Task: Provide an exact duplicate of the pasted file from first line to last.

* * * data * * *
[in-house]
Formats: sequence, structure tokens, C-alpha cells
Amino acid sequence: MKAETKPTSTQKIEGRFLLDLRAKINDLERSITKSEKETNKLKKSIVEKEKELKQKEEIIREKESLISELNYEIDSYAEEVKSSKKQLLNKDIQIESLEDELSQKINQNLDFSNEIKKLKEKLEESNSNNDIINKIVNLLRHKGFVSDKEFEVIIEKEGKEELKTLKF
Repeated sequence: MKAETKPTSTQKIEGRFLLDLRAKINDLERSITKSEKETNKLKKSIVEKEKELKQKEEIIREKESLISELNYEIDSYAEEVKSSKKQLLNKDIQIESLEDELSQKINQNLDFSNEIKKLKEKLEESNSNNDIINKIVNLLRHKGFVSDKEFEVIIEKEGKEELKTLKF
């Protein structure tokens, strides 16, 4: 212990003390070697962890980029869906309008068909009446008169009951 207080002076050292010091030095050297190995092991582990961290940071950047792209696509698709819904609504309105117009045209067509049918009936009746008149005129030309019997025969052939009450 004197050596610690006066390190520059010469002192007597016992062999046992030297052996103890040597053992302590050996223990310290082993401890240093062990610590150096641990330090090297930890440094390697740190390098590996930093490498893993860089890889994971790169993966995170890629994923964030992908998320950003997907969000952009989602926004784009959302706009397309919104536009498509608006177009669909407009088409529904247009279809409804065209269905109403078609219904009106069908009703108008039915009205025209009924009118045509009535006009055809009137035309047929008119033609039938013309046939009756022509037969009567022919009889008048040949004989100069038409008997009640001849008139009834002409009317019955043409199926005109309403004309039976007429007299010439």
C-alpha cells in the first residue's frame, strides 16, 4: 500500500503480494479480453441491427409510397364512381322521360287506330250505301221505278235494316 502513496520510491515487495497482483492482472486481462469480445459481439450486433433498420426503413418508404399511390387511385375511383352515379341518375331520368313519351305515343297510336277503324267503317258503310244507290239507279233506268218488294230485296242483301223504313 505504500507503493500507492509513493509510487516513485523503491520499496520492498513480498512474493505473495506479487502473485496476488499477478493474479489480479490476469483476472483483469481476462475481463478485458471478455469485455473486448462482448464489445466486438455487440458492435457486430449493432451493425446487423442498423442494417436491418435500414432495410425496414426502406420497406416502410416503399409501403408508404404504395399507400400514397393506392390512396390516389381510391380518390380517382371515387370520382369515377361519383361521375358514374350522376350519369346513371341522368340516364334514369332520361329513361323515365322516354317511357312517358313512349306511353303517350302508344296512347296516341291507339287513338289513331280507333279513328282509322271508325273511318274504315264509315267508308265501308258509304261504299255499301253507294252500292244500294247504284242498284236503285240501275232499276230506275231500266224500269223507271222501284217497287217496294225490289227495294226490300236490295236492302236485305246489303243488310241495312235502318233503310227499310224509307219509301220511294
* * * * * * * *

[in-house]
Formats: sequence, structure tokens, C-alpha cells
Amino acid sequence: MKAETKPTSTQKIEGRFLLDLRAKINDLERSITKSEKETNKLKKSIVEKEKELKQKEEIIREKESLISELNYEIDSYAEEVKSSKKQLLNKDIQIESLEDELSQKINQNLDFSNEIKKLKEKLEESNSNNDIINKIVNLLRHKGFVSDKEFEVIIEKEGKEELKTLKF
Repeated sequence: MKAETKPTSTQKIEGRFLLDLRAKINDLERSITKSEKETNKLKKSIVEKEKELKQKEEIIREKESLISELNYEIDSYAEEVKSSKKQLLNKDIQIESLEDELSQKINQNLDFSNEIKKLKEKLEESNSNNDIINKIVNLLRHKGFVSDKEFEVIIEKEGKEELKTLKF
């Protein structure tokens, strides 16, 4: 212990003390070697962890980029869906309008068909009446008169009951 207080002076050292010091030095050297190995092991582990961290940071950047792209696509698709819904609504309105117009045209067509049918009936009746008149005129030309019997025969052939009450 004197050596610690006066390190520059010469002192007597016992062999046992030297052996103890040597053992302590050996223990310290082993401890240093062990610590150096641990330090090297930890440094390697740190390098590996930093490498893993860089890889994971790169993966995170890629994923964030992908998320950003997907969000952009989602926004784009959302706009397309919104536009498509608006177009669909407009088409529904247009279809409804065209269905109403078609219904009106069908009703108008039915009205025209009924009118045509009535006009055809009137035309047929008119033609039938013309046939009756022509037969009567022919009889008048040949004989100069038409008997009640001849008139009834002409009317019955043409199926005109309403004309039976007429007299010439």
C-alpha cells in the first residue's frame, strides 16, 4: 500500500503480494479480453441491427409510397364512381322521360287506330250505301221505278235494316 502513496520510491515487495497482483492482472486481462469480445459481439450486433433498420426503413418508404399511390387511385375511383352515379341518375331520368313519351305515343297510336277503324267503317258503310244507290239507279233506268218488294230485296242483301223504313 505504500507503493500507492509513493509510487516513485523503491520499496520492498513480498512474493505473495506479487502473485496476488499477478493474479489480479490476469483476472483483469481476462475481463478485458471478455469485455473486448462482448464489445466486438455487440458492435457486430449493432451493425446487423442498423442494417436491418435500414432495410425496414426502406420497406416502410416503399409501403408508404404504395399507400400514397393506392390512396390516389381510391380518390380517382371515387370520382369515377361519383361521375358514374350522376350519369346513371341522368340516364334514369332520361329513361323515365322516354317511357312517358313512349306511353303517350302508344296512347296516341291507339287513338289513331280507333279513328282509322271508325273511318274504315264509315267508308265501308258509304261504299255499301253507294252500292244500294247504284242498284236503285240501275232499276230506275231500266224500269223507271222501284217497287217496294225490289227495294226490300236490295236492302236485305246489303243488310241495312235502318233503310227499310224509307219509301220511294